He used the pins to express his moods and opinions and to convey political messages until they became an encrypted “diplomatic accessory.”
The late US Secretary of State, Madeleine Albright, always put a pin in her clothes, and although protocol requires official figures to wear their country’s flag, she chose an alternative protocol.
Albright, who died of cancer on Wednesday at the age of 84, is the first woman to hold the diplomatic portfolio in the United States and one of the most influential political figures of her generation.
Albright held the Foreign Office portfolio under President Bill Clinton from 1997 to 2001, and was also her country’s ambassador to the United Nations, and experts consider her international influence comparable to that of Margaret Thatcher. in Great Britain in the eighties of the last century.
British-Iranian journalist Christian Amanpour of CNN posted a video of an earlier interview he gave Albright, in which he discussed why he wore the pin in front of a Russian delegation.
“Madeleine Albright is famous for her pin diplomacy, and it has never been worn better than when she found out the Russians were spying on the State Department, as she told me in 2015,” Amanpour wrote in a tweet on her official Twitter page.
On the other hand, Albright said: “What they found was a room in the US State Department building near the Secretary of State’s office in which (the listening devices were placed using the conventional term of that the room was INTERRUPTED) by the Russians…”
“There was a Russian person sitting outside the State Department building listening to us, and then we did what we normally do when we find something similar and tell Moscow that it shouldn’t be done,” he said.
And the minister added: “But I know you know I have pin diplomacy, so the next time I met with the Russians, I wore a big pin and they knew exactly what I meant.”
In an interview, Albright was asked about brooches and what this accessory meant about her personality, and she replied, “I hope you say I have a sense of humor. Most brooches are imitation jewelry and are supposed to reflect whatever they are.” problem we are facing.” with or how I feel on a particular day or place we are. I will do it. But mostly it’s fun. It’s just a good way to start.”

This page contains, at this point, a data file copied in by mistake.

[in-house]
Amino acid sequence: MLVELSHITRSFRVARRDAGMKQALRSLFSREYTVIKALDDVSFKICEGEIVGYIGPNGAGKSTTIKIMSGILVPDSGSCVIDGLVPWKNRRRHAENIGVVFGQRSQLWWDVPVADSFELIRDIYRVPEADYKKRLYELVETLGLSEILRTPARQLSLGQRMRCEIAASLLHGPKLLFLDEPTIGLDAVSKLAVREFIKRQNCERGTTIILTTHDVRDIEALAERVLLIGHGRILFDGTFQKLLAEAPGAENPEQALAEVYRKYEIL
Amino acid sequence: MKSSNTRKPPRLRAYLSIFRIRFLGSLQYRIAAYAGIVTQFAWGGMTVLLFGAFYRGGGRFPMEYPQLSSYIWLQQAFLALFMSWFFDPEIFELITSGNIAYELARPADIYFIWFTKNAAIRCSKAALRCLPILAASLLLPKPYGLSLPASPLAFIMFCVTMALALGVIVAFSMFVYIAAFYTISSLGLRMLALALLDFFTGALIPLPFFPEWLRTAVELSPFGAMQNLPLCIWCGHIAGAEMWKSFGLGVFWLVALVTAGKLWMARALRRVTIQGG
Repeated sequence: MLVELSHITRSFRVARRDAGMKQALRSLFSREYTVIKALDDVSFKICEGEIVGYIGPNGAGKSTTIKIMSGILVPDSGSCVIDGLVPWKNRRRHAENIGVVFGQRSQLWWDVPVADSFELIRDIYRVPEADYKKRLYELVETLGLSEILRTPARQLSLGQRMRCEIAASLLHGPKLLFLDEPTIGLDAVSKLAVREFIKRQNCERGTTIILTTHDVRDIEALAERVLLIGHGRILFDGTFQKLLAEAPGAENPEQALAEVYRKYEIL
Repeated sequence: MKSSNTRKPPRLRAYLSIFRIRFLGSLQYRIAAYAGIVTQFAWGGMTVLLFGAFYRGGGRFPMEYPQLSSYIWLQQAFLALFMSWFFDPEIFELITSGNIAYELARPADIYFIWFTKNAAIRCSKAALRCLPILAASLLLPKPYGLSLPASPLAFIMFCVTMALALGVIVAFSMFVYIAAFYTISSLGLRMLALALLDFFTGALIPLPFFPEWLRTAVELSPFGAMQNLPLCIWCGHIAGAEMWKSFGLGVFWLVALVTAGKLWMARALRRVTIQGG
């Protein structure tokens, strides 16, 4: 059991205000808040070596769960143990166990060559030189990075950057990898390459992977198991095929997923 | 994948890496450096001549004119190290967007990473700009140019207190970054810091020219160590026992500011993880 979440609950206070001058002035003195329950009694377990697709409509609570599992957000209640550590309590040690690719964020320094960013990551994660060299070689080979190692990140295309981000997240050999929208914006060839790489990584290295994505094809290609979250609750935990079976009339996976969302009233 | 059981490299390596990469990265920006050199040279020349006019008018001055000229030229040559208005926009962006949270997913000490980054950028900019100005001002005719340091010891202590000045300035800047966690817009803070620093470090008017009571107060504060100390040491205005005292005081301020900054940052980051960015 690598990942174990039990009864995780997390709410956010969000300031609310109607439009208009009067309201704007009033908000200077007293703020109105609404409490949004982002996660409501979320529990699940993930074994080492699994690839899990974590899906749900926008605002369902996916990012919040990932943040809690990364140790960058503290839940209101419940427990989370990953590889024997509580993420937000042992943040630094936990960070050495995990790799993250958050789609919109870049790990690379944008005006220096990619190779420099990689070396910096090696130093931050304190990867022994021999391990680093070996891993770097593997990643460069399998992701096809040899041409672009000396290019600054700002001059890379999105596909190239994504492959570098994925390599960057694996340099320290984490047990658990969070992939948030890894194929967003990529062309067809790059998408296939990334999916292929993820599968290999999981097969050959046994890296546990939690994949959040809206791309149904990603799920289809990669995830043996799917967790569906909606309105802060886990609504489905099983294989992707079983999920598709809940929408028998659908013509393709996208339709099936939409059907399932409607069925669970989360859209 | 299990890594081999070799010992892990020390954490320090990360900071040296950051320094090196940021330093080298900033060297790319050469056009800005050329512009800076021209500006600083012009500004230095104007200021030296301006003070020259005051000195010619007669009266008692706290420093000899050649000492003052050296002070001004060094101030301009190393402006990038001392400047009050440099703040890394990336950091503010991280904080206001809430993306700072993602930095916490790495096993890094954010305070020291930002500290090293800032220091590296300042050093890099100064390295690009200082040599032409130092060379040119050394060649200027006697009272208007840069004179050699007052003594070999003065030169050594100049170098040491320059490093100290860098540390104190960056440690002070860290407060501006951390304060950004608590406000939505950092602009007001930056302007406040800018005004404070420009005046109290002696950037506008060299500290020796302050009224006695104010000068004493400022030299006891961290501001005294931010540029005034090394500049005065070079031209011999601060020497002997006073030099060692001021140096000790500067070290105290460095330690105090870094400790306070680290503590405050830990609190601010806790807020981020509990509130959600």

In response to a question about the first time he wore the pin as a diplomatic accessory, he replied that “it started when I was at the United Nations. That was right after the Gulf War and the United States was pushing for resolutions imposing sanctions on Iraq.” .”
He added: “During that time, I had something terrifying to say about Saddam Hussein every day, which he deserves because he invaded Kuwait. Then the government-controlled Iraqi media compared me to a ‘snake like no other,’ and I had a pin in the shape of a snake, I wore it during my meeting on Iraq.
And “when the press asked me about it,” she continues, “I thought it was funny, and I was the only woman on the Security Council, and I decided to buy more jewelry. On normal days, I would wear flowers, butterflies and balloons, and on On bad days, I got all kinds of bugs. And carnivores. I found in that an additional space to express what I was saying and a visual way to convey a message.”
Regarding other messages Albright left for their pins to be handed over, he says: “I had an arrow pin that looked like a missile, and when we were negotiating the Anti-Ballistic Missile Treaty with the Russians, the Russian Foreign Minister asked ‘ Is this one of your interceptors?'”
“Yes. We are doing it very small. Let’s negotiate,” he replied, in a message that confirmed his certainty that the Russians had fully received it.